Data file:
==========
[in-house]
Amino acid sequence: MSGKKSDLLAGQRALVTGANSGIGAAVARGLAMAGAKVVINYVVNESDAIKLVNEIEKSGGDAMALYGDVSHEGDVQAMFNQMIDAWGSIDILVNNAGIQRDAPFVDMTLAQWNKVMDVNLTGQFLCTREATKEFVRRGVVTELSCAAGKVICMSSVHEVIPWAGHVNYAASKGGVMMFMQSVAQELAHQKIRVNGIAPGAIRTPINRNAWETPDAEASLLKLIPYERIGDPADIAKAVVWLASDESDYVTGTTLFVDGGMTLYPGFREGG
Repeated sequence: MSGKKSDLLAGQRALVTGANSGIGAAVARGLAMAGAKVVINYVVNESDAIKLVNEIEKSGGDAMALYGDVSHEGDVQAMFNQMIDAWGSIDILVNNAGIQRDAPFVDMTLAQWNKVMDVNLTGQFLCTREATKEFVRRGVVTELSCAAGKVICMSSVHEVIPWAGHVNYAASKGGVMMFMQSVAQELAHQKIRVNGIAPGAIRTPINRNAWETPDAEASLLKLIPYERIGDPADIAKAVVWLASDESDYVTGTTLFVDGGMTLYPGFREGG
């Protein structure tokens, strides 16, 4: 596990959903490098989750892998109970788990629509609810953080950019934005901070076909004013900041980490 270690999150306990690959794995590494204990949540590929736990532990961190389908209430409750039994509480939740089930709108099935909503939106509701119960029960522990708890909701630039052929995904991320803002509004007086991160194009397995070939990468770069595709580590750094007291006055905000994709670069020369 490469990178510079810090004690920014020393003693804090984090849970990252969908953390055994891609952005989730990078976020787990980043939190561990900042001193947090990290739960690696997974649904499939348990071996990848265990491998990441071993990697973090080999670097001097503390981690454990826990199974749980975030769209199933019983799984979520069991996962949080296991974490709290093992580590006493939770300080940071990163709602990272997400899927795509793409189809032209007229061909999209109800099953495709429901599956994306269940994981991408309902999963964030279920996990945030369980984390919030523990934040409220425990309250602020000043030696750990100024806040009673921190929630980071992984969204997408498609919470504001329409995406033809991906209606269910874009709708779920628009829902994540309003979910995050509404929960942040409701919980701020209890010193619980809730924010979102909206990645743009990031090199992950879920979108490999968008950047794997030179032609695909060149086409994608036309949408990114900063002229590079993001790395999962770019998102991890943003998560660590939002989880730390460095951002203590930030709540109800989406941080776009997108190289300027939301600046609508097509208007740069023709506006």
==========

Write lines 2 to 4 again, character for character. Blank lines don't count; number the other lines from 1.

Amino acid sequence: MSGKKSDLLAGQRALVTGANSGIGAAVARGLAMAGAKVVINYVVNESDAIKLVNEIEKSGGDAMALYGDVSHEGDVQAMFNQMIDAWGSIDILVNNAGIQRDAPFVDMTLAQWNKVMDVNLTGQFLCTREATKEFVRRGVVTELSCAAGKVICMSSVHEVIPWAGHVNYAASKGGVMMFMQSVAQELAHQKIRVNGIAPGAIRTPINRNAWETPDAEASLLKLIPYERIGDPADIAKAVVWLASDESDYVTGTTLFVDGGMTLYPGFREGG
Repeated sequence: MSGKKSDLLAGQRALVTGANSGIGAAVARGLAMAGAKVVINYVVNESDAIKLVNEIEKSGGDAMALYGDVSHEGDVQAMFNQMIDAWGSIDILVNNAGIQRDAPFVDMTLAQWNKVMDVNLTGQFLCTREATKEFVRRGVVTELSCAAGKVICMSSVHEVIPWAGHVNYAASKGGVMMFMQSVAQELAHQKIRVNGIAPGAIRTPINRNAWETPDAEASLLKLIPYERIGDPADIAKAVVWLASDESDYVTGTTLFVDGGMTLYPGFREGG
């Protein structure tokens, strides 16, 4: 596990959903490098989750892998109970788990629509609810953080950019934005901070076909004013900041980490 270690999150306990690959794995590494204990949540590929736990532990961190389908209430409750039994509480939740089930709108099935909503939106509701119960029960522990708890909701630039052929995904991320803002509004007086991160194009397995070939990468770069595709580590750094007291006055905000994709670069020369 490469990178510079810090004690920014020393003693804090984090849970990252969908953390055994891609952005989730990078976020787990980043939190561990900042001193947090990290739960690696997974649904499939348990071996990848265990491998990441071993990697973090080999670097001097503390981690454990826990199974749980975030769209199933019983799984979520069991996962949080296991974490709290093992580590006493939770300080940071990163709602990272997400899927795509793409189809032209007229061909999209109800099953495709429901599956994306269940994981991408309902999963964030279920996990945030369980984390919030523990934040409220425990309250602020000043030696750990100024806040009673921190929630980071992984969204997408498609919470504001329409995406033809991906209606269910874009709708779920628009829902994540309003979910995050509404929960942040409701919980701020209890010193619980809730924010979102909206990645743009990031090199992950879920979108490999968008950047794997030179032609695909060149086409994608036309949408990114900063002229590079993001790395999962770019998102991890943003998560660590939002989880730390460095951002203590930030709540109800989406941080776009997108190289300027939301600046609508097509208007740069023709506006």